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Lung Obstruction in Adulthood of Prematurely Born (LUNAPRE) (LUNAPRE)

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ClinicalTrials.gov Identifier: NCT02923648
Recruitment Status : Recruiting
First Posted : October 4, 2016
Last Update Posted : October 6, 2016
Sponsor:
Collaborators:
Swedish Heart Lung Foundation
The Swedish Research Council
Stockholm County Council, Sweden
Stockholm South General Hospital
University of California, San Francisco
Kyoto University
Göteborg University
University of Oulu
Information provided by (Responsible Party):
Asa Wheelock, Karolinska Institutet

Brief Summary:
Obstructive lung disease is an increasing global health problem of pandemic proportions, with COPD alone affecting >10% of the population. Smoking is the main and most well studies risk factor for developing COPD. However, chronic airway obstruction also in never-smoking populations has recently been recognized as an increasing health problem. Prematurely born children, particularly survivors of bronchopulmonary dysplasia (BPD), defined as the need for oxygen therapy up to the 28th day of life for children born prior to gestational week 32, have an increased incidence of both airway obstruction and hyper-reactivity, both representing major risk factors for developing COPD, or asthma, later in life. The purpose of this study is to perform in-depth clinical and molecular characterizations of of the lungs of survivors of BPD as they enter adulthood, and compare these profiles to relevant control groups (individuals with mild asthma, healthy prematurely born, and healthy individuals born at full term). Specifically, alterations at the epigenetic, mRNA, microRNA, protein and metabolite level as well as associated molecular pathways critical in the pathological mechanisms of obstructive lung disease related to premature birth and BPD will be identified.

Condition or disease
Premature Birth- and BPD-related Obstructive Lung Disease

Detailed Description:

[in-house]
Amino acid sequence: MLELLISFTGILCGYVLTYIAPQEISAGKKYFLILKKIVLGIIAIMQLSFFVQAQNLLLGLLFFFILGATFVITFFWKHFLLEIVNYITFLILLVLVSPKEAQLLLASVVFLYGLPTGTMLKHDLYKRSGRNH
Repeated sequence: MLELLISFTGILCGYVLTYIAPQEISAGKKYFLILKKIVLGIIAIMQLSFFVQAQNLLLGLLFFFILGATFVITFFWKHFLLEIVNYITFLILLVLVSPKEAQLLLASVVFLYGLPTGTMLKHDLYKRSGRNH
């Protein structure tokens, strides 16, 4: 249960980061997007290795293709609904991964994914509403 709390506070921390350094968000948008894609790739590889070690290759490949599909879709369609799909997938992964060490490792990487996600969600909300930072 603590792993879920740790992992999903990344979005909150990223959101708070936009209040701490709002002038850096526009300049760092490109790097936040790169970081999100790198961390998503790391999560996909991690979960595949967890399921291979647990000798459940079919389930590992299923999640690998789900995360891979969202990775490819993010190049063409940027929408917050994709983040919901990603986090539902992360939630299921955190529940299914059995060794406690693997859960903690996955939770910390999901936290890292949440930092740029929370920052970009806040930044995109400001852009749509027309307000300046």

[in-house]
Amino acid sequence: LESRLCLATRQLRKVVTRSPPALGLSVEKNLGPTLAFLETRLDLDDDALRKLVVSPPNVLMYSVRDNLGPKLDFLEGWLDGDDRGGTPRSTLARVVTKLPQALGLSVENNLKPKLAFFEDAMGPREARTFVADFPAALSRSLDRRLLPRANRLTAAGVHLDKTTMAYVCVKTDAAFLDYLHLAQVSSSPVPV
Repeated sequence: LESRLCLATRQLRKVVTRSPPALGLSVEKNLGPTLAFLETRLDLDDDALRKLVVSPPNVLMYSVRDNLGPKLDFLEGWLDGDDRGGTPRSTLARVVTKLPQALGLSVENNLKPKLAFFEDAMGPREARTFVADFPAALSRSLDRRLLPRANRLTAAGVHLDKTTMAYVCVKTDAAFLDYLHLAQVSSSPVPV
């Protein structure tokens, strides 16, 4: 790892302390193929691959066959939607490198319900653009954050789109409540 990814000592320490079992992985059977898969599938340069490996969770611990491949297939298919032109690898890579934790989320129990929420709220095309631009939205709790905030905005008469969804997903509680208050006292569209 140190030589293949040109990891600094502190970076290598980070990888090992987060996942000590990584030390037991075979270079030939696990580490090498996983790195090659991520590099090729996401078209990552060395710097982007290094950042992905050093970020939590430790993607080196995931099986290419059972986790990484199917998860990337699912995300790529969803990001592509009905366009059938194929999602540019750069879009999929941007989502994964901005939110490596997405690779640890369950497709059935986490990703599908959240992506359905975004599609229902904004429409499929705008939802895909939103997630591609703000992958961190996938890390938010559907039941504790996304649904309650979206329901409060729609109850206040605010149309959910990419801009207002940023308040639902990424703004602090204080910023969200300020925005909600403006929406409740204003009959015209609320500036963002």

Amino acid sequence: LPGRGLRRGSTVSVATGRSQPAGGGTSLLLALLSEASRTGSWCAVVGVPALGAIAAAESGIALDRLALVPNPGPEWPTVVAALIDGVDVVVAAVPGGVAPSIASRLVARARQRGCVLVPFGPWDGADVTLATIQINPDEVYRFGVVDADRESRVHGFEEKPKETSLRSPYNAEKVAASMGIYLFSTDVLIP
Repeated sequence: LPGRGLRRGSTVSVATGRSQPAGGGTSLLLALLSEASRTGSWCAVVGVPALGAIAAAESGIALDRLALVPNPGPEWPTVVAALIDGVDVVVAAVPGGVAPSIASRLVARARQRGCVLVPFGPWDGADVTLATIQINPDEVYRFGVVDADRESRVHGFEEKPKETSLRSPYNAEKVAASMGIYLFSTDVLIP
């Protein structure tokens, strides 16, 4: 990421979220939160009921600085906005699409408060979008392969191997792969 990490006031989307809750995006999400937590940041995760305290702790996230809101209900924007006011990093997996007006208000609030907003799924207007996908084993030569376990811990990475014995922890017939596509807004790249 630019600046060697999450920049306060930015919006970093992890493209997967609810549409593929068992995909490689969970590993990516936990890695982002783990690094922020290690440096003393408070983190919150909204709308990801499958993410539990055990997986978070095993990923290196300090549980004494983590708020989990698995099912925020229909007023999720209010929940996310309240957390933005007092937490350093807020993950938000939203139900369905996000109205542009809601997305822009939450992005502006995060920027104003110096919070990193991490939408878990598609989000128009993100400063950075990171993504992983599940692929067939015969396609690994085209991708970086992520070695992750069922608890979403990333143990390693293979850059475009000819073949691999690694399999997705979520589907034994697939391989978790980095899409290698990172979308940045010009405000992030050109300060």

Chronic Obstructive Pulmonary Disease (COPD) is an umbrella diagnosis defined by obstructive lung function impairments, and is likely to be caused by a multitude of etiologies including environmental exposures, genetic predispositions and developmental factors. Due to the heterogeneity of the disease, molecular and mechanistic sub-phenotyping of COPD represents an essential step to facilitate the development of relevant diagnostic and treatment options for this constantly growing patient group. Obstructive lung disease is an increasing global health problem of pandemic proportions, with COPD alone affecting >10% of the population, and predicted by WHO to become the 5th leading cause of morbidity and disability worldwide by year 2020. Smoking is the main and most well studies risk factor for developing COPD. However, chronic airway obstruction also in never-smoking populations has recently been recognized as an increasing health problem: An estimated 10% of patient diagnosed with COPD have never smoked, representing 1% of the general public. Low birth weight and premature birth represent important risk factors for developing pulmonary obstruction in adulthood. Particularly prematurely born children with bronchopulmonary dysplasia (BPD), defined as the need for oxygen therapy up to the 28th day of life for children born prior to gestational week 32, have an increased incidence of both airway obstruction and hyper-reactivity, both representing major risk factors for developing COPD, or asthma, later in life. The purpose of the LUNAPRE study is to perform in-depth clinical and molecular characterizations of of the lungs of survivors of BPD as they enter adulthood, and compare these profiles to relevant control groups. The study encompasses profiling of epigenetic alterations, mRNA, miRNA, proteomes, metabolomes and lipid mediators from multiple lung compartments (airway epithelium, alveolar macrophages, exosomes, and bronchoalveolar exudates) using a range of 'omics platforms, in combination with extensive clinical phenotyping of very prematurely born subjects with- and without BPD in the neonatal period as they enter adulthood, as well as healthy subjects with mild asthma born at term. The primary objective of the study is to identify molecular alterations that persist into adulthood that are related to early onset obstructive lung disease, specifically by correlating clinical phenotypes with multi-molecular 'omics profiling from several lung compartments of the study groups. Secondary goals involve identification of subsets of prognostic/diagnostic biomarkers for classification of the defined subgroups, as well as relevant pharmaceutical targets.

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Study Type : Observational
Estimated Enrollment : 102 participants
Observational Model: Cohort
Time Perspective: Cross-Sectional
Official Title: Lung Obstruction in Adulthood of Prematurely Born (LUNAPRE)
Study Start Date : March 2013
Estimated Primary Completion Date : December 2016
Estimated Study Completion Date : December 2021

Group/Cohort